How Tare You

Dear Christine,

I was just wondering, if you take your own containers for bulk buying at the market, how will the check-out person know the weight allowance for the containers? Would you provide the weights and expect them to trust your numbers? Would you go through the line and give them to a check-out person to weigh before filling them, and then hope the same person is there when you are ready to check out? Would you first use the plastic or paper bags provided, pay for your purchase, and then empty the bags into your containers?

Thank you,

Hi Alex,

Great question! I assume this came up after reading last Saturday’s tip of the day: Practice BYOC or Bring Your Own Containers when shopping in the bulk section of the grocery store.

All empty containers have a weight allowance including bags and boxes. This is called a tare. When you pop some apples into a plastic bag (which I don’t suggest you do), the cashier will punch in the bag’s tare when weighing them. This prevents the weight of the bag from being included in the price you pay for the apples. The same concept applies to other containers you bring to the store. You must have your containers weighed before you fill them with food. We take our containers to the customer service desk when we get to the store and write the tare directly on the boxes with a permanent marker, then we shop.

Some readers may wonder why I bring my own containers or suggest not using plastic bags. We bring our own containers for several reasons:

  1. My fiance is an environmentalist and this reduces our use of plastic bags. We also do not use plastic bags when buying produce. We just place the produce “naked” in the shopping cart. When we get home, we wash it really well and store it in reusable boxes in the fridge to help keep it fresh longer.
  2. Bill likes bran cereal flakes from the bulk section. When we buy it in our hard containers, it doesn’t get smashed in the shopping bags on the way home.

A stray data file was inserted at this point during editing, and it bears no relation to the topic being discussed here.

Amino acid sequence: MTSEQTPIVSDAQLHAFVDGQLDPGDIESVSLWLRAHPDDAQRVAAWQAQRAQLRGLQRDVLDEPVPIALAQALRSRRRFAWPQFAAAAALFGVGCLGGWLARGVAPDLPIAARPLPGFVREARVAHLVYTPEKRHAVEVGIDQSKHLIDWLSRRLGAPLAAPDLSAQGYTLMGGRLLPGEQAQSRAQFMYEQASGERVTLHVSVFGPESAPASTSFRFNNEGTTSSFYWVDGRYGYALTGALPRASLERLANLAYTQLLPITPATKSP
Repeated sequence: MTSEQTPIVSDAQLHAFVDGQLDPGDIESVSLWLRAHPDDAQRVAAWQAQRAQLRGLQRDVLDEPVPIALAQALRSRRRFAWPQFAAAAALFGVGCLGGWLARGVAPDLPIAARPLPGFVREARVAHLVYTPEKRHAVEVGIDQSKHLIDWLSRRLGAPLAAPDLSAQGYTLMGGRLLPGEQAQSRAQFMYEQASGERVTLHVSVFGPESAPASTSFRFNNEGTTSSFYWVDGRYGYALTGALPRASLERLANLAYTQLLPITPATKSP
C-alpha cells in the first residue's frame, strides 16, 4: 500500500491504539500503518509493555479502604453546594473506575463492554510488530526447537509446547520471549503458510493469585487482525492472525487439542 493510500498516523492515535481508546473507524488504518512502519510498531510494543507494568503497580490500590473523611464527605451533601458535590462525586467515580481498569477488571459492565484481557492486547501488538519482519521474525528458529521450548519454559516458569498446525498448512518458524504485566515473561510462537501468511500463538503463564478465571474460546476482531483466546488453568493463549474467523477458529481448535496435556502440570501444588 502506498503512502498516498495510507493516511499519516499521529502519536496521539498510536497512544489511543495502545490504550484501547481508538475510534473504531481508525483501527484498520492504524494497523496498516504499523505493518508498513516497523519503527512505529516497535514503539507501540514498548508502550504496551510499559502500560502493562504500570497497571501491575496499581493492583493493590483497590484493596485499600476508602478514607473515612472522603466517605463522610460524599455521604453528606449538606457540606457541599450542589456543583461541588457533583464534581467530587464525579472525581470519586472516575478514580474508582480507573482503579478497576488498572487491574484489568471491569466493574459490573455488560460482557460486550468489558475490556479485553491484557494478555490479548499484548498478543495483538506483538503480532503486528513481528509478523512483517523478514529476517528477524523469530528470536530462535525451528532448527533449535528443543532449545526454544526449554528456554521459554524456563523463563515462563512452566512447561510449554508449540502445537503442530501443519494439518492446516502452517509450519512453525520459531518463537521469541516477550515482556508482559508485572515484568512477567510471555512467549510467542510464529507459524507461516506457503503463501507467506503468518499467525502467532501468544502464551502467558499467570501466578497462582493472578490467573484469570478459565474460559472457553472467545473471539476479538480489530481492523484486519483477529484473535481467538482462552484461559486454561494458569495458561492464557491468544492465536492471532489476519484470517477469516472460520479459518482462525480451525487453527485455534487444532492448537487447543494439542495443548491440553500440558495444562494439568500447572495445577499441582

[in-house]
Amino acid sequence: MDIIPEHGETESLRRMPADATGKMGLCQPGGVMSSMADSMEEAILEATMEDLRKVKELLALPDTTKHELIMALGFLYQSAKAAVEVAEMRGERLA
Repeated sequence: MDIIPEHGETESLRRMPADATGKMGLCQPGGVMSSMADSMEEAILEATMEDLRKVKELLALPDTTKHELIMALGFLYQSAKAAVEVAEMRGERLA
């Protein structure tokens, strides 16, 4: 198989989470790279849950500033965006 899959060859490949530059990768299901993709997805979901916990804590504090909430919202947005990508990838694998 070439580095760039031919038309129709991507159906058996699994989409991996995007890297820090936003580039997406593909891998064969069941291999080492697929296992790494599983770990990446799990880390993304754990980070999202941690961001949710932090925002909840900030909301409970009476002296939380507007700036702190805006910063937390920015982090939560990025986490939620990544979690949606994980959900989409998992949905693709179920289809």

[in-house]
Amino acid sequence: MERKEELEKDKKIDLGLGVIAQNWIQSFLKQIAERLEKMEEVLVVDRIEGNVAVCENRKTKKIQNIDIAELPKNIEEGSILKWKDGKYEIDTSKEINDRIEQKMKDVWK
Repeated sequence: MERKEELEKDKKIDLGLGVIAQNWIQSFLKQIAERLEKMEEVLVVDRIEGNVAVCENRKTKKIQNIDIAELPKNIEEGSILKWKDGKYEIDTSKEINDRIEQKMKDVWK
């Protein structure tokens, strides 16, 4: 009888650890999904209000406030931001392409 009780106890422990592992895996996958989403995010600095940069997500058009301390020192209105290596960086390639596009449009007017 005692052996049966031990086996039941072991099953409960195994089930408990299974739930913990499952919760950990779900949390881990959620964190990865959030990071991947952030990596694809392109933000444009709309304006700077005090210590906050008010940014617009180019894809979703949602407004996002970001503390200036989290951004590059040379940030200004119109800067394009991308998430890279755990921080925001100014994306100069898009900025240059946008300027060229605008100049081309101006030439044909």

3. We buy a lot of food in the bulk section including brown rice, oatmeal both rolled and steel-cut, dried fruit, nuts and seeds, sesame sticks, and beans. When we fill our own boxes, it makes putting the groceries away easier (except when I drop the box of say, steel-cut oats, and thousands of little kernels spread across the kitchen floor). These dry goods go from bag to shelf straight-away — skipping the step of moving from plastic bags to boxes, which prevents tiny rodents, aka mice, nipping at the bags in the middle of the night.

BYOC goes hand-in-hand with bringing your own shopping bags. It takes a bit of planning to determine which boxes are needed for each particular trip to the market. Once you get in the habit, it’s not a big deal. My grocery shopping habits have changed quite a bit since I met my fiance. It’s quite interesting when a vegan meets an environmentalist. We could write a book on that. In short, I have reduced my use of packaging and plastic bags considerably. The proof is in the reduced amount of trash and recycling we create each week. It’s worth the extra effort and makes me feel good.

Fair warning: The City of Chicago does not allow shoppers to bring their own containers to the grocery. Although I reside in Chicago, I do most of my shopping in a nearby suburb, where I have been warned by numerous cashiers that BYOC is against the rules there as well. Once I’m warned, the cashier continues on her merry way and rings up my groceries. Basically, there are laws in place to prevent BYOC, however, they are not enforced in all grocery stores. Check your area if you are concerned about this.

Do you practice BYOC? Have you been told this isn’t allowed?

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